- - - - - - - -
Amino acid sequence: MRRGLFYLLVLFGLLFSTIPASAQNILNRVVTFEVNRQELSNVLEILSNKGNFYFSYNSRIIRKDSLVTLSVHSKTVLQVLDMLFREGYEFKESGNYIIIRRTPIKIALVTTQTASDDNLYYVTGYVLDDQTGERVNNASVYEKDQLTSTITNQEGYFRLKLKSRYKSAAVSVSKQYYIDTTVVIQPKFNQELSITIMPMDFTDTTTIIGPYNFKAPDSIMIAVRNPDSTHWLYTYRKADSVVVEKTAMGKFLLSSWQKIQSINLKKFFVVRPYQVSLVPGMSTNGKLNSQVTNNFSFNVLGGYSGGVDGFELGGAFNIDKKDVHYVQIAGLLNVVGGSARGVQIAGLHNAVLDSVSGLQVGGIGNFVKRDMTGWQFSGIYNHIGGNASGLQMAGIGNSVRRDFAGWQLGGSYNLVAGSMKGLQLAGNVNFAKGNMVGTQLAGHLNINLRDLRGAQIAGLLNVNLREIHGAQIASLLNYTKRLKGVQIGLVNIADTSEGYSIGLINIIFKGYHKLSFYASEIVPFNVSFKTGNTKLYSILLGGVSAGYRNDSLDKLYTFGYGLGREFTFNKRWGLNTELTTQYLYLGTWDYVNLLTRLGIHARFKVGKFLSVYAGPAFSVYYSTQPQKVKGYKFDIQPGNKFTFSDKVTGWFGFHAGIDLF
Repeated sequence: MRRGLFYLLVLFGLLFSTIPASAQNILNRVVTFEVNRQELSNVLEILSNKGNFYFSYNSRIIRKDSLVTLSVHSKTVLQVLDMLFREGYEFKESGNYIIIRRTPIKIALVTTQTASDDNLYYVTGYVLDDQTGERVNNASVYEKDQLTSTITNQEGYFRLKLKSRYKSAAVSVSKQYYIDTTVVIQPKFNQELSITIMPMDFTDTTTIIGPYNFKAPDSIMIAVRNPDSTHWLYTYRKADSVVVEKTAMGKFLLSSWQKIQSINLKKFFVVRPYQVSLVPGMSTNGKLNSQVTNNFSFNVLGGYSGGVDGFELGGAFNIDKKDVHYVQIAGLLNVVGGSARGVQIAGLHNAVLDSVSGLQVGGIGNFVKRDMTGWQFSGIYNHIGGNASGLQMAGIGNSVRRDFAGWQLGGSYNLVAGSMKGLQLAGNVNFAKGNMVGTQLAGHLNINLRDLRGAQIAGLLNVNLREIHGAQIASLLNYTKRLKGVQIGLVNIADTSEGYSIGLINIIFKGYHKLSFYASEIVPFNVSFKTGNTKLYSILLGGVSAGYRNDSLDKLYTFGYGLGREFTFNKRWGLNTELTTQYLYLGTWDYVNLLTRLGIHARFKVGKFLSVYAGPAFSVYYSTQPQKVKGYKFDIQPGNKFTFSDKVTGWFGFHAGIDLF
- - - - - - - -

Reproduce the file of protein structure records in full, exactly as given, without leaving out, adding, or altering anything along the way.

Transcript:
Amino acid sequence: MRRGLFYLLVLFGLLFSTIPASAQNILNRVVTFEVNRQELSNVLEILSNKGNFYFSYNSRIIRKDSLVTLSVHSKTVLQVLDMLFREGYEFKESGNYIIIRRTPIKIALVTTQTASDDNLYYVTGYVLDDQTGERVNNASVYEKDQLTSTITNQEGYFRLKLKSRYKSAAVSVSKQYYIDTTVVIQPKFNQELSITIMPMDFTDTTTIIGPYNFKAPDSIMIAVRNPDSTHWLYTYRKADSVVVEKTAMGKFLLSSWQKIQSINLKKFFVVRPYQVSLVPGMSTNGKLNSQVTNNFSFNVLGGYSGGVDGFELGGAFNIDKKDVHYVQIAGLLNVVGGSARGVQIAGLHNAVLDSVSGLQVGGIGNFVKRDMTGWQFSGIYNHIGGNASGLQMAGIGNSVRRDFAGWQLGGSYNLVAGSMKGLQLAGNVNFAKGNMVGTQLAGHLNINLRDLRGAQIAGLLNVNLREIHGAQIASLLNYTKRLKGVQIGLVNIADTSEGYSIGLINIIFKGYHKLSFYASEIVPFNVSFKTGNTKLYSILLGGVSAGYRNDSLDKLYTFGYGLGREFTFNKRWGLNTELTTQYLYLGTWDYVNLLTRLGIHARFKVGKFLSVYAGPAFSVYYSTQPQKVKGYKFDIQPGNKFTFSDKVTGWFGFHAGIDLF
Repeated sequence: MRRGLFYLLVLFGLLFSTIPASAQNILNRVVTFEVNRQELSNVLEILSNKGNFYFSYNSRIIRKDSLVTLSVHSKTVLQVLDMLFREGYEFKESGNYIIIRRTPIKIALVTTQTASDDNLYYVTGYVLDDQTGERVNNASVYEKDQLTSTITNQEGYFRLKLKSRYKSAAVSVSKQYYIDTTVVIQPKFNQELSITIMPMDFTDTTTIIGPYNFKAPDSIMIAVRNPDSTHWLYTYRKADSVVVEKTAMGKFLLSSWQKIQSINLKKFFVVRPYQVSLVPGMSTNGKLNSQVTNNFSFNVLGGYSGGVDGFELGGAFNIDKKDVHYVQIAGLLNVVGGSARGVQIAGLHNAVLDSVSGLQVGGIGNFVKRDMTGWQFSGIYNHIGGNASGLQMAGIGNSVRRDFAGWQLGGSYNLVAGSMKGLQLAGNVNFAKGNMVGTQLAGHLNINLRDLRGAQIAGLLNVNLREIHGAQIASLLNYTKRLKGVQIGLVNIADTSEGYSIGLINIIFKGYHKLSFYASEIVPFNVSFKTGNTKLYSILLGGVSAGYRNDSLDKLYTFGYGLGREFTFNKRWGLNTELTTQYLYLGTWDYVNLLTRLGIHARFKVGKFLSVYAGPAFSVYYSTQPQKVKGYKFDIQPGNKFTFSDKVTGWFGFHAGIDLF